Arabs must know Latin America

The idea of a Latin American-Arab summit started 10 years ago thanks to Lula da Silva, Brazil’s former president. However, until now only four summits have taken place, the last in Riyadh. There is a lot in common in the histories of Arab and Latin American countries. Both were subjected to harsh colonialism, and much of the colonial legacy and its memory continue to this day.

Both regions were important arenas for U.S. Cold War policy, and in both cases that policy failed with devastating consequences. Moreover, there are more than 15 million Arabs living in Latin America, about 12 million of them in Brazil alone.

Not only have they assimilated in a culture that is not very different from their own, but many have become successful businessmen, politicians, even heads of state. More importantly, both regions can benefit greatly from each other for their respective development.

Many research centers in Latin America are dedicated to understanding the Arab world and the Middle East. In the Arab world there seems to be only one counterpart, in Lebanon.

Abdullah Hamidaddin


There are quite a few challenges ahead in terms of cooperation. Firstly, the interests of the countries in each region diverge so much that it is almost impossible to imagine collective economic or political cooperation. Secondly, both the Arab League and the various regional organizations of Latin America are weak and ineffective when it comes to making collective decisions.

Thirdly, and perhaps most importantly, is that Iran has made headway in Latin America. For the past 12 years or so, Tehran has pursued a consistent outreach policy with many Latin American countries. It even buys uranium from there. Worse than that, Iran’s Republican Guard and its Lebanese ally Hezbollah have a broad and strong business network there. And in 2012, Iran’s Press TV launched its Hispanic version.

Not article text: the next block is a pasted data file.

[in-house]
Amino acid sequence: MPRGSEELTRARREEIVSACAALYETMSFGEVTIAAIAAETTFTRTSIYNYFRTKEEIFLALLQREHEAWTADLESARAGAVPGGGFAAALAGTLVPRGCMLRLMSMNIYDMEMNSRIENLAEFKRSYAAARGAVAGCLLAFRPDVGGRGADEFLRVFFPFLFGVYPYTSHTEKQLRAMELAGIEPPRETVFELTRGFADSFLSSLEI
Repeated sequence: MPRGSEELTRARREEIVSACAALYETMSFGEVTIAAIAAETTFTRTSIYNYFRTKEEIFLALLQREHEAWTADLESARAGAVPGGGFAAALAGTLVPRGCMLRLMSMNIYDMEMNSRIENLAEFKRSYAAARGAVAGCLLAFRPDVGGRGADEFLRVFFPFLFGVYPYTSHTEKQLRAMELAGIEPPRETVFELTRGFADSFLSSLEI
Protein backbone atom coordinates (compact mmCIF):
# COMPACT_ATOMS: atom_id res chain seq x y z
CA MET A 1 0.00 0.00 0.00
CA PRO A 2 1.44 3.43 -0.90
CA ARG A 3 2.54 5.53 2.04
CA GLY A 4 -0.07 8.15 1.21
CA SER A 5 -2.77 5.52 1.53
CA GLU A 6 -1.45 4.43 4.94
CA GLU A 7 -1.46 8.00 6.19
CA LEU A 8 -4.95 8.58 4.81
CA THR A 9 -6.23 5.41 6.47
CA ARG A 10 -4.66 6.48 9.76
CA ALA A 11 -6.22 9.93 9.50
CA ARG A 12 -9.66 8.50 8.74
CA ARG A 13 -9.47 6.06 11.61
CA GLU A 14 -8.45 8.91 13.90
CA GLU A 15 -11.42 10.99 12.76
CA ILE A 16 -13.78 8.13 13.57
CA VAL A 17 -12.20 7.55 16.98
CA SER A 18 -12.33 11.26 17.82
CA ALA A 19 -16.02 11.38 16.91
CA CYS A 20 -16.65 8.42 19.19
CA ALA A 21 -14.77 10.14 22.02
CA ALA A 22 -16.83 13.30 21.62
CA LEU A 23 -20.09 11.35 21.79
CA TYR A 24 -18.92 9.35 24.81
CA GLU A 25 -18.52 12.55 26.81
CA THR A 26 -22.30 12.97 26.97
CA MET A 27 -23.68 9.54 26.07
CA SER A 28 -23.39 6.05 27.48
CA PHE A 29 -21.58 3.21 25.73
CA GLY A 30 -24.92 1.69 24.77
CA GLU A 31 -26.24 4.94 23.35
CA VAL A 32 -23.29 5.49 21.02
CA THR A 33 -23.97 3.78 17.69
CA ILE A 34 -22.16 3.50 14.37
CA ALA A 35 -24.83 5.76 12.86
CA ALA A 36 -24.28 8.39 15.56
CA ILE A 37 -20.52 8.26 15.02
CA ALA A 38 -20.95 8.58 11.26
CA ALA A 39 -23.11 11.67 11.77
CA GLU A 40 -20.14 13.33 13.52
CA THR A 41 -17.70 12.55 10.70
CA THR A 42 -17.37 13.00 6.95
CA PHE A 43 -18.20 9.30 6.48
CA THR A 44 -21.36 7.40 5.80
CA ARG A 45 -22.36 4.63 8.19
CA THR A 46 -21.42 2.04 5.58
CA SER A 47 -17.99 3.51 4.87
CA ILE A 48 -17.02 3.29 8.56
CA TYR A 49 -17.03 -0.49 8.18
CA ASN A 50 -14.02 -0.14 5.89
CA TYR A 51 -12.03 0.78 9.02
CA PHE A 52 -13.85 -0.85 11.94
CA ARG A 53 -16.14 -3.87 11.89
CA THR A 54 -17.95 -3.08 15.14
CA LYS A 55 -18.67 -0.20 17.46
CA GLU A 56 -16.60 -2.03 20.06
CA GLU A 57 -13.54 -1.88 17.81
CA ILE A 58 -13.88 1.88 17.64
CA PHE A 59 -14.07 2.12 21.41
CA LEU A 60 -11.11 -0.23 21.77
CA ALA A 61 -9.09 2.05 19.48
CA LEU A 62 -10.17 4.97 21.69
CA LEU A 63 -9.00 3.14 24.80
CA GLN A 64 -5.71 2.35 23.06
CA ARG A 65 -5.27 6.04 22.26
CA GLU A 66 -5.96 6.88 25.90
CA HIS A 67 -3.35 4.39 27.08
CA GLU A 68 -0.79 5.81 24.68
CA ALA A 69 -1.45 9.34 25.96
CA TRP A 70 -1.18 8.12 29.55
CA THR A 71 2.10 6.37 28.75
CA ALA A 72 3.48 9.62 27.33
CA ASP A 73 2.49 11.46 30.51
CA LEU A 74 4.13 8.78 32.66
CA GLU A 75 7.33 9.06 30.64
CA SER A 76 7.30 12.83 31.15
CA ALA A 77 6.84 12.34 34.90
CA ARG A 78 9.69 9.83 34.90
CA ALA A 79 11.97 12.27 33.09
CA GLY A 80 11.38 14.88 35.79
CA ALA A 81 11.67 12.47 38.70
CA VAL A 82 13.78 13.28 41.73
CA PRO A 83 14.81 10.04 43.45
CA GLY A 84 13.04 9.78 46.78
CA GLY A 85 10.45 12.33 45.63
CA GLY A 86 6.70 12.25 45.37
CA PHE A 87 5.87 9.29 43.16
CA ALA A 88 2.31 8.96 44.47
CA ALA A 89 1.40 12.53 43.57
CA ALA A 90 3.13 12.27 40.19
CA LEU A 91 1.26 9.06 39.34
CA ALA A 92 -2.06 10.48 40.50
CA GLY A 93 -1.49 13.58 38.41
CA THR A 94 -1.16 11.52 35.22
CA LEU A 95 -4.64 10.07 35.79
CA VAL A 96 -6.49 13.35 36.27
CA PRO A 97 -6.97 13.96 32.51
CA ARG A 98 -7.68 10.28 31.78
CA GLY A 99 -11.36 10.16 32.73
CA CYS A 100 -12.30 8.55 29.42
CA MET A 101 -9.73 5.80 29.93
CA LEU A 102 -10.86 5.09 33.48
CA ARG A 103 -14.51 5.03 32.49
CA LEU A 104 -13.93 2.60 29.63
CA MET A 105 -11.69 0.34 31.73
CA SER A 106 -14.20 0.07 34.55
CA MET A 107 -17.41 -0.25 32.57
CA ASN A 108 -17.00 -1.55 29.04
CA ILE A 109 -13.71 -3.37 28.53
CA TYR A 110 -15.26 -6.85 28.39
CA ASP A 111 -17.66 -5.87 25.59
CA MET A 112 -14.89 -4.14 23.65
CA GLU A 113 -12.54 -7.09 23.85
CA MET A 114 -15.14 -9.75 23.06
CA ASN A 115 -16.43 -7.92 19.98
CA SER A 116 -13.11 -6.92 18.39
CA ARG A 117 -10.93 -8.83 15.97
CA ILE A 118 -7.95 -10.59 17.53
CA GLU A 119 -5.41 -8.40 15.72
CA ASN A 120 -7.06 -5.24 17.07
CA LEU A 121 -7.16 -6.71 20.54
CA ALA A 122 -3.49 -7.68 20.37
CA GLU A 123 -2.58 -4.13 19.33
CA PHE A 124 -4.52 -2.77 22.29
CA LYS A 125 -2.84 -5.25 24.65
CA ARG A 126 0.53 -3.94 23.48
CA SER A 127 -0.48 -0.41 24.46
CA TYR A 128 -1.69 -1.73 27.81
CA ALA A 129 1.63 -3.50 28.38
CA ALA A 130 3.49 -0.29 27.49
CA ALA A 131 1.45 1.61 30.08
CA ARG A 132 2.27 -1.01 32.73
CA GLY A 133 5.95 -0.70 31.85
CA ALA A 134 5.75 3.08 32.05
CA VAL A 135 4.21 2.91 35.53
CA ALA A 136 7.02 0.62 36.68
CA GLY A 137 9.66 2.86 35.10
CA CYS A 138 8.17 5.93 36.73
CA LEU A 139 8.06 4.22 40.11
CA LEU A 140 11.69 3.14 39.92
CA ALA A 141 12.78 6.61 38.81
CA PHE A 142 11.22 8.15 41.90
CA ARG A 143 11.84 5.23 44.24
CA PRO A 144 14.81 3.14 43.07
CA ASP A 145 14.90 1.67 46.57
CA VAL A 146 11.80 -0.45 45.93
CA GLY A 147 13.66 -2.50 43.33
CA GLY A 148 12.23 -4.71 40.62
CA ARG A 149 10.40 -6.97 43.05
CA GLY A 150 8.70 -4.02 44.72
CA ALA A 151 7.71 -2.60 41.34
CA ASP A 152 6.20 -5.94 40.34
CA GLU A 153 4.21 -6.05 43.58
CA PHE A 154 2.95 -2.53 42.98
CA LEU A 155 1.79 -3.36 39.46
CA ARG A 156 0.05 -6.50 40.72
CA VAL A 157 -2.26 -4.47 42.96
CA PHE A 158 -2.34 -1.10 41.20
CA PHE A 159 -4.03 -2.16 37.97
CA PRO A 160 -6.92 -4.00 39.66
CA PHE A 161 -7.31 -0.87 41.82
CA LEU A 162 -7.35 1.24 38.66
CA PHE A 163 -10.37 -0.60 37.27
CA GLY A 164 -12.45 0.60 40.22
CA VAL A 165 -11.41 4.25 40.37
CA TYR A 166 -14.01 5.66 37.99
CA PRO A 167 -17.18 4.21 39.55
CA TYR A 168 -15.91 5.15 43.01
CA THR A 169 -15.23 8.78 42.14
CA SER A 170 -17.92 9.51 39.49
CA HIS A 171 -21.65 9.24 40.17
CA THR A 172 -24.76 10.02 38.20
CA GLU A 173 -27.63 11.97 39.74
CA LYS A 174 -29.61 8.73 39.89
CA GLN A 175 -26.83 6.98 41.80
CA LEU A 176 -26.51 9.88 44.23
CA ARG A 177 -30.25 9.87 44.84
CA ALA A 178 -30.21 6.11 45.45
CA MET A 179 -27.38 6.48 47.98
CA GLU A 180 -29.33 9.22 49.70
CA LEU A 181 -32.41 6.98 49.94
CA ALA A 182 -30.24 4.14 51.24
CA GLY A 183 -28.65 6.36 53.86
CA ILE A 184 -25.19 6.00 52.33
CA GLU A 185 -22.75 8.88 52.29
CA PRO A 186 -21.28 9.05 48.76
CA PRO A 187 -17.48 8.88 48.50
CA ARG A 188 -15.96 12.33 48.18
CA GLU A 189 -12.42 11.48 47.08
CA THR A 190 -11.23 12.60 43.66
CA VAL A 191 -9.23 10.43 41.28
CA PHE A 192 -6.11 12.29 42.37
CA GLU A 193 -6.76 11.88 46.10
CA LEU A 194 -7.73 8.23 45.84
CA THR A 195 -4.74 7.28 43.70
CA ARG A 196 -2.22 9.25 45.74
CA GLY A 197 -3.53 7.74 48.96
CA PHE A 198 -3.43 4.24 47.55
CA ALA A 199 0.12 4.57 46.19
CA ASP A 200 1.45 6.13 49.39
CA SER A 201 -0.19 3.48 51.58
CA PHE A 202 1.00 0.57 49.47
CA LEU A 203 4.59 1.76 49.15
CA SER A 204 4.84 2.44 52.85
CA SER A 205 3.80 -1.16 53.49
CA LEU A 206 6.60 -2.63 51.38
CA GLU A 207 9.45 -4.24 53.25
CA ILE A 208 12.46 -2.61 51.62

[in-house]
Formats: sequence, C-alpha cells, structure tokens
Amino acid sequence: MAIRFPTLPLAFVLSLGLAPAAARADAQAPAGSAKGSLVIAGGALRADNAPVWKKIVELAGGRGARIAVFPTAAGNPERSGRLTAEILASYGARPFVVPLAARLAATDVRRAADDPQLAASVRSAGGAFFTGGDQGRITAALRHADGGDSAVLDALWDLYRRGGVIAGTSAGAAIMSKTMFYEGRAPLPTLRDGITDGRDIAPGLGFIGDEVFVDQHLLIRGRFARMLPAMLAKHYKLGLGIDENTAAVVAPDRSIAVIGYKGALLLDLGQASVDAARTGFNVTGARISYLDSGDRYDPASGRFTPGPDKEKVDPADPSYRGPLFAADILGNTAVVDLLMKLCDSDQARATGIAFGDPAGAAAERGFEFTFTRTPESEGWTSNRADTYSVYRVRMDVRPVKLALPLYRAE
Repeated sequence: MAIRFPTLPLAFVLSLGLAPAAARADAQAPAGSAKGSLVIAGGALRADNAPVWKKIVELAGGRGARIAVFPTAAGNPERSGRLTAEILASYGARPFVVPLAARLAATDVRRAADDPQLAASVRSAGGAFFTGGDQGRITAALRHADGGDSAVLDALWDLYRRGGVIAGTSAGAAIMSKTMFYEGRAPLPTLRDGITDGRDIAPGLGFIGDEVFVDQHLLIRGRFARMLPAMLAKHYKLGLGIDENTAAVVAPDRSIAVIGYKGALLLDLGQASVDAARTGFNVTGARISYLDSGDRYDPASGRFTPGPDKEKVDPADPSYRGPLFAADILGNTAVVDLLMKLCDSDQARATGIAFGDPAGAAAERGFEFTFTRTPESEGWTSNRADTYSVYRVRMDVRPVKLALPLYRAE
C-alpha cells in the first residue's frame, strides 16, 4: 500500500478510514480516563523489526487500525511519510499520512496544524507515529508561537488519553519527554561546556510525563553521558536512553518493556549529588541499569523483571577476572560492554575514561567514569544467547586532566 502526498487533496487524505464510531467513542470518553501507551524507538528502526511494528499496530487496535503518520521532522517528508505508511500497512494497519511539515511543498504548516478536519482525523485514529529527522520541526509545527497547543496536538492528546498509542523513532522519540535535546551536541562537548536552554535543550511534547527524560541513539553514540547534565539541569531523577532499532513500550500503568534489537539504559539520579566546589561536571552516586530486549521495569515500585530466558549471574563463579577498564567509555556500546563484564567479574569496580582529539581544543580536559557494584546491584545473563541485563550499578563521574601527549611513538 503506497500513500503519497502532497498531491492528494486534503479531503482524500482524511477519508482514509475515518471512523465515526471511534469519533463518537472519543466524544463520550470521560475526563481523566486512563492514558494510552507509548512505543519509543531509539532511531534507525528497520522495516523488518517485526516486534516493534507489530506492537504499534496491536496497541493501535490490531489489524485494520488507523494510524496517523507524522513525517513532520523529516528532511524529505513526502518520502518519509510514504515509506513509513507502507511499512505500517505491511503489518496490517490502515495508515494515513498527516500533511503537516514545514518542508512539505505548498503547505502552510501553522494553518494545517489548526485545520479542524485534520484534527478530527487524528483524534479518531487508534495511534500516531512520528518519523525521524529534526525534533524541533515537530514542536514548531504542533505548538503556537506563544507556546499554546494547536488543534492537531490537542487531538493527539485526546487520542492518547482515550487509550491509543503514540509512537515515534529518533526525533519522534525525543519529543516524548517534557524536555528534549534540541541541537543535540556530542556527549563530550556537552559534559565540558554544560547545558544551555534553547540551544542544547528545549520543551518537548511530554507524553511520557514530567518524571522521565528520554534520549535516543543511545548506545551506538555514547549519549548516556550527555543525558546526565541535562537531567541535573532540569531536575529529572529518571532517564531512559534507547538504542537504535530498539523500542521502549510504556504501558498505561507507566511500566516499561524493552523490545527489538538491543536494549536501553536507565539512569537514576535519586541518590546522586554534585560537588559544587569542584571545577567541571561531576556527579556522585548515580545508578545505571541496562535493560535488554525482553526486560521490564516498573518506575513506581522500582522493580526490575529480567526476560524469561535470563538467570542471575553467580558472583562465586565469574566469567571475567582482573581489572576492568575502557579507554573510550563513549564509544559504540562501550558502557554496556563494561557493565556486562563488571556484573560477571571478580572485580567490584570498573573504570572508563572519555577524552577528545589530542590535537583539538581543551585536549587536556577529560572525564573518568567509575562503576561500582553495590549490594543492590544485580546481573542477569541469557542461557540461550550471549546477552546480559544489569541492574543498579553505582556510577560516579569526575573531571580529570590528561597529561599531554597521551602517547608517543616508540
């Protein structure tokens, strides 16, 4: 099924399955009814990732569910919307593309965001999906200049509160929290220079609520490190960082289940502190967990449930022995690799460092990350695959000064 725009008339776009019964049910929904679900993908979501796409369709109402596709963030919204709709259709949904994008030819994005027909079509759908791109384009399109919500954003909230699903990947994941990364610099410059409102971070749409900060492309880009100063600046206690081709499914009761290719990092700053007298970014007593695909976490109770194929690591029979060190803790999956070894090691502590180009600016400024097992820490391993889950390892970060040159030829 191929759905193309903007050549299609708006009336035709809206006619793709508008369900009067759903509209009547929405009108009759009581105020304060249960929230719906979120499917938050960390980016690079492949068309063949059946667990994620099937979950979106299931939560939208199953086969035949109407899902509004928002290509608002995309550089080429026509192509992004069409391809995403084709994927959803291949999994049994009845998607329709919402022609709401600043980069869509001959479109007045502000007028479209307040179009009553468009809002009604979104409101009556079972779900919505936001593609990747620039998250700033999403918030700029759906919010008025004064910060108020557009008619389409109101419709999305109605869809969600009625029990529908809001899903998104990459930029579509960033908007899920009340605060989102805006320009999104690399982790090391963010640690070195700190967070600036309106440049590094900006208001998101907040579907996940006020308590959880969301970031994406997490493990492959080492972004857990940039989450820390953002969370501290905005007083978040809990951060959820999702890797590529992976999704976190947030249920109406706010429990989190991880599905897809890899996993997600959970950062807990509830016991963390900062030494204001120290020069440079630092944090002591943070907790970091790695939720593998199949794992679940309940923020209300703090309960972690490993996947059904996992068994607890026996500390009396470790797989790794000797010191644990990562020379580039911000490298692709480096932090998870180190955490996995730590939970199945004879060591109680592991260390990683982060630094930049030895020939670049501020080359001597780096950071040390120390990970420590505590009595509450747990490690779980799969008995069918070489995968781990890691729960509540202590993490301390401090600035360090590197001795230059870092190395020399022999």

Those three challenges may hinder effective engagement between Arab and Latin American countries, but only when we think of that engagement in terms of two blocs. Those challenges will not stand in the way of bilateral and multilateral relations between countries from the two regions.

However, there is a fourth and more pertinent challenge: neither region understands the other well enough. To foster regional cooperation, it is not enough for heads of state and business leaders from both regions to meet. Nor is it enough to measure the growth of cooperation by the growth in trade. Summits, business meetings and trade contracts are vital but not enough. Long-term regional cooperation is about people to people, and not just elites to elites.

Latin Americans and Arabs need mutual understanding of each other’s histories, cultures, religions and ethnicities. Latin Americans have done much better than Arabs in terms of understanding. Many research centers in Latin America are dedicated to understanding the Arab world and the Middle East. In the Arab world there seems to be only one counterpart, in Lebanon.

Arabs urgently need to study Latin America. We should send more students there, tour their countries, know their newspapers, cooperate with their civil society, translate their intellectual work and literature. We need to interact with Latin Americans directly, to be more in touch with their minds and souls.

The next Latin American-Arab summit will be in 2018. I hope by then we can speak not only of an increase in trade or in mutual support for political causes, but also of the number of Arab research centers and academic institutions dedicated to understanding Latin America.

Abdullah Hamidaddin is a writer and commentator on religion, Middle Eastern societies and politics with a focus on Saudi Arabia and Yemen. He is currently a PhD candidate in King’s College London. He can be followed on Twitter: @amiq1

Last Update: Wednesday, 20 May 2020 KSA 09:46 - GMT 06:46
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